The commission seems to be moving in the right direction in checking on the quality of services, which is a concern, and said to be lagging behind Hong Kong, Seoul and even China.
Over two months ago, the regulator did an audit check and came up with some interesting news. It found out that most of the 3G operators have not been using the 2,100 megahertz (MHz) spectrum fully to roll out 3G services. Instead, some have been using the lower bands, 900MHz and 1,800MHz, to roll out the services. It’s more economical to do so. They have been providing 3G coverage but not real 3G speed and capacity.
3G is meant to give you higher speeds just like 4G can give you super-fast data speed.
Four years later, in 2006, Time dotCom Bhd (TDC) and MiTV Corporation Sdn Bhd got two more blocks of the same spectrum. MiTV’s spectrum is used by sister company U Mobile, while TDC, as soon as it secured the spectrum, sold it to DiGi.Com Bhd for a handsome profit.
To be fair, 3G has never taken off despite the hype. In Europe, operators paid hefty sums for the spectrum, while here, it was for a small fee.
But a decade later, finding out that the operators are still on a bandwidth that is lower than 3G and claiming to be offering 3G services makes us wonder if we have been overcharged.
This, perhaps, explains why there have been complaints about the 3G service; the speed and capacity have not been there, and it has been patchy and unreliable for most users.
There is no denying that the operators have been investing. It is not easy for them, as they have to deal with all kinds of challenges and authorities to get the service to the customer. However, when they claim it to be 3G service, it should be 3G service.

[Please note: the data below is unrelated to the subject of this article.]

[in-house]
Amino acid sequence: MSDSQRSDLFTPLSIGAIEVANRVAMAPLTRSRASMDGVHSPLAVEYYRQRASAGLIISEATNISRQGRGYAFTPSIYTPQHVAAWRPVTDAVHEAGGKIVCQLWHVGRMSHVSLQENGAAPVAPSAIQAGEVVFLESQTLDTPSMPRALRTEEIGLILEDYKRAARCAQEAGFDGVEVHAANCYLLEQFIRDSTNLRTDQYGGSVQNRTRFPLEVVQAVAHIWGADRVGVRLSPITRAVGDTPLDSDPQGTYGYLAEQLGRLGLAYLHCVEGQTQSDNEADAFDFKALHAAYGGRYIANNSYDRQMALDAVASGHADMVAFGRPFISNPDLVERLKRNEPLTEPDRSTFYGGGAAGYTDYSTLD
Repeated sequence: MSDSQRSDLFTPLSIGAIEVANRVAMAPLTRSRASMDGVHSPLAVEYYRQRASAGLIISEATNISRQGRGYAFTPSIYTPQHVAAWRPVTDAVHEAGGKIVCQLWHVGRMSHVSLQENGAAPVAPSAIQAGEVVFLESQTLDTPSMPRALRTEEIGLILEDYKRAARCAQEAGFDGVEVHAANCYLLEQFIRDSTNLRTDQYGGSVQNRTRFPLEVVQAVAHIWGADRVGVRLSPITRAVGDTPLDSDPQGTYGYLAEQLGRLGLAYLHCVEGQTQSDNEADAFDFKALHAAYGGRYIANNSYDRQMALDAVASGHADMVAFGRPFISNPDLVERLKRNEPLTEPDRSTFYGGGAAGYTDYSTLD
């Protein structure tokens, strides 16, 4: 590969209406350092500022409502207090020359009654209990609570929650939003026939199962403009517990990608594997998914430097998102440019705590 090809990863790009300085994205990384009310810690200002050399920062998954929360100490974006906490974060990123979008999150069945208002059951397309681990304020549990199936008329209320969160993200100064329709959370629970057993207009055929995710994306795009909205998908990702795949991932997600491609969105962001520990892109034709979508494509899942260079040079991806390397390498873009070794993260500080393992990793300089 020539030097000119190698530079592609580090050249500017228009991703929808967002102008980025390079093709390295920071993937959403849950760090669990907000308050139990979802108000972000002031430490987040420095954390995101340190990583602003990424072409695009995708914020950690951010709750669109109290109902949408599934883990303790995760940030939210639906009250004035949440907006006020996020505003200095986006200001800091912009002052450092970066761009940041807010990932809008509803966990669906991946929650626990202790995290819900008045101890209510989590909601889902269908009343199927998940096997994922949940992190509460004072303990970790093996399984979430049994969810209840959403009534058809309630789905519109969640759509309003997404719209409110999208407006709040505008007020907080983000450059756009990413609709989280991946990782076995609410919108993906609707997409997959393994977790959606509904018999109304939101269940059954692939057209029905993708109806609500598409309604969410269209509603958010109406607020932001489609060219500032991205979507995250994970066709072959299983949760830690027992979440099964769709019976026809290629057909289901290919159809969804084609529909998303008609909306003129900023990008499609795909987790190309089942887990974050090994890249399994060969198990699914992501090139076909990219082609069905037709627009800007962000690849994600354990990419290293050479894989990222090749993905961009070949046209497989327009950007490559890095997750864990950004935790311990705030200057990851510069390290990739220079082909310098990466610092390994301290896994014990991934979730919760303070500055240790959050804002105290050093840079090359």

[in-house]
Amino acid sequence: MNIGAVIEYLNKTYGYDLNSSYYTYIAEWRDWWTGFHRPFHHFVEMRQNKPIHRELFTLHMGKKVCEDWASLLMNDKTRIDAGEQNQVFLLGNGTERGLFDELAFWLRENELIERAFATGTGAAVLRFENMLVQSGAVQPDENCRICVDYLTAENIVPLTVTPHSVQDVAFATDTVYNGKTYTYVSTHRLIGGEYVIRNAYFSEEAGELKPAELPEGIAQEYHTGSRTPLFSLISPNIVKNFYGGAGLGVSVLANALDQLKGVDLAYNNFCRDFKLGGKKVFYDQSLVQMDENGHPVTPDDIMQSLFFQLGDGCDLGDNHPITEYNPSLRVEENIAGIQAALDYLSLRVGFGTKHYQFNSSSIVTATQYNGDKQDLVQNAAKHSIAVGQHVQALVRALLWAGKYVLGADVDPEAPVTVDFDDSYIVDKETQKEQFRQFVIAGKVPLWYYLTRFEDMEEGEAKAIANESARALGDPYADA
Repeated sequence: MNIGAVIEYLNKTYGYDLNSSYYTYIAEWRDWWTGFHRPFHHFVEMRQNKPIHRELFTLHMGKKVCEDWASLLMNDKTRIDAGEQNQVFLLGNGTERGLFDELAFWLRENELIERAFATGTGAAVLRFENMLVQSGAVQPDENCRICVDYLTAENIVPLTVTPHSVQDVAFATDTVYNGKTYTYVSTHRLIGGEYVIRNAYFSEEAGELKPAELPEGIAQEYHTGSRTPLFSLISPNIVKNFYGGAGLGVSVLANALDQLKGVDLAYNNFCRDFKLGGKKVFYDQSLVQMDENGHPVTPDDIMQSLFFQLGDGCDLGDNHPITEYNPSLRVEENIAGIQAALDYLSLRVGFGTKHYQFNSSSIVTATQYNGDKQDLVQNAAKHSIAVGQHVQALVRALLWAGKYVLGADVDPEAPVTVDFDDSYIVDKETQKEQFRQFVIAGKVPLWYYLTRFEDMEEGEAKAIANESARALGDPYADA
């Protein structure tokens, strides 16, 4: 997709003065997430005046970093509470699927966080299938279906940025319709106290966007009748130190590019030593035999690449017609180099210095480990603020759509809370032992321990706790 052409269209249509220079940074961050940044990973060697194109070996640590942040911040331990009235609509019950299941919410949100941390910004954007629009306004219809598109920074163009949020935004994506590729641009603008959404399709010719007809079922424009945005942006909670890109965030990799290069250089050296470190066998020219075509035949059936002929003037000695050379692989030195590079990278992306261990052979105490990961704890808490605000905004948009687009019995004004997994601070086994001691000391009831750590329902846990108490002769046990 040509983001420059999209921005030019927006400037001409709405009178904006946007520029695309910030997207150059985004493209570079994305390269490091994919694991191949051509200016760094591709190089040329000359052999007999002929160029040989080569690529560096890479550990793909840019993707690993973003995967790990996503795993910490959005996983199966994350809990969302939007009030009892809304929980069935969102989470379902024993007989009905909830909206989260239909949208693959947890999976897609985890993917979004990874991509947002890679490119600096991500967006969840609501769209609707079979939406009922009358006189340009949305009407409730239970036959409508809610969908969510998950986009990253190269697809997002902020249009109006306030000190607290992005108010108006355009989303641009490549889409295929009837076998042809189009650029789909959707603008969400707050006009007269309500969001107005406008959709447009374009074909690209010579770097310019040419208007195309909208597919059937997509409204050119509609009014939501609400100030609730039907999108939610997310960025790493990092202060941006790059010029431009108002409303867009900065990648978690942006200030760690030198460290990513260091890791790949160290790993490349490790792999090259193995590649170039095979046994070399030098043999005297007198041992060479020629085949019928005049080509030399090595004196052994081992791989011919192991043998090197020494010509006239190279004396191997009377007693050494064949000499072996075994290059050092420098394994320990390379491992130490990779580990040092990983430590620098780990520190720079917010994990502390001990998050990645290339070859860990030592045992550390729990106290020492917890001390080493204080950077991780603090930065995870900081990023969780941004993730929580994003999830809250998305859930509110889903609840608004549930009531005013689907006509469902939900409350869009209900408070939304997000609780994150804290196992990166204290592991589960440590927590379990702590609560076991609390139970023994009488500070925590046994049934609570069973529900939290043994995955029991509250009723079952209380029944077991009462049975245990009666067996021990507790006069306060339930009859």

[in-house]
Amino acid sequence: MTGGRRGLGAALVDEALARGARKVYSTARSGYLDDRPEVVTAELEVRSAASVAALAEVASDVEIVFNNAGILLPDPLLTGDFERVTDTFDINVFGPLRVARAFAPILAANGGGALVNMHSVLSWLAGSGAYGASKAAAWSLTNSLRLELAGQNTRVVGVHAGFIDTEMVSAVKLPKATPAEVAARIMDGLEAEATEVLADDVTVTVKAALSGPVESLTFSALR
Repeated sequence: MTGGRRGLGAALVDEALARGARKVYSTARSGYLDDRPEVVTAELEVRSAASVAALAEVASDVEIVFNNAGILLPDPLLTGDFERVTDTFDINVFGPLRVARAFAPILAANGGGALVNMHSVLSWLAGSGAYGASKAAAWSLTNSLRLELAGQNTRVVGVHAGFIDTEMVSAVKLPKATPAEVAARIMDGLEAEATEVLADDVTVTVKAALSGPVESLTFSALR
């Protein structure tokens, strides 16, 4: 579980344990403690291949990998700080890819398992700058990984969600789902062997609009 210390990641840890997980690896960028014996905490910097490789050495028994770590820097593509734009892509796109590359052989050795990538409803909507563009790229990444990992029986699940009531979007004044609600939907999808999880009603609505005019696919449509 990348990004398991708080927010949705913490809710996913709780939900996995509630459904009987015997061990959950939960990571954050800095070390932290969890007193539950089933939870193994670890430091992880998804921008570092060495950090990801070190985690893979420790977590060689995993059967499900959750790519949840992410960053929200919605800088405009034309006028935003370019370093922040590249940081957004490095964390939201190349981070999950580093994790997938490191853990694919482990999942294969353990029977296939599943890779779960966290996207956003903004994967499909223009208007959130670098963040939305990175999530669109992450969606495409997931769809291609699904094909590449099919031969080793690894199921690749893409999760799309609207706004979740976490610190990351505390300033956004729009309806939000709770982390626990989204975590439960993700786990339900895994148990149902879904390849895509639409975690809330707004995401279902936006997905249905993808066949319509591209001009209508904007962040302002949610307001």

Two weeks ago, the operators were issued a stern warning to make the change or face hefty fines. One operator is rushing to do so, while the others are still waiting. They have till the year-end to face the regulator.
It is also unfortunate that it has taken the regulator so long to find out, as now the march is towards 4G and consumers will never find out how much extra they would have paid for the 3G service if it is not 3G speed and capacity they are getting.
But then, had the regulator not found out, consumers would not have found out, too. This tells us a lot about the state and quality of services, the promises and marketing pledges made, the pricing, the spectrum usage and all the money paid by consumers for what they had thought were 3G services.
However, as consumers, what do we benchmark our 3G services against? The onus is on the regulator to both set the benchmark and make sure it is adhered to. When we pay 10 sen for a product, we do not expect a five-sen product.
This is unfortunate, especially since our operators make among the highest earnings before interest, tax, depreciation and amortisation margins in the world. When they make so much, they should not compromise on service in the pursuit of profits.
Consumers should get a fair deal for what they are paying for. If indeed there has been any inconsistency, then the parties involved should be gracious enough to admit it and compensate the consumer.
Contributed by B K Sidhu The Star Nov 29 2013
Business Editor (News) B K Sidhu feels the local regulator should follow what the European regulators do; force operators to drop broadband charges.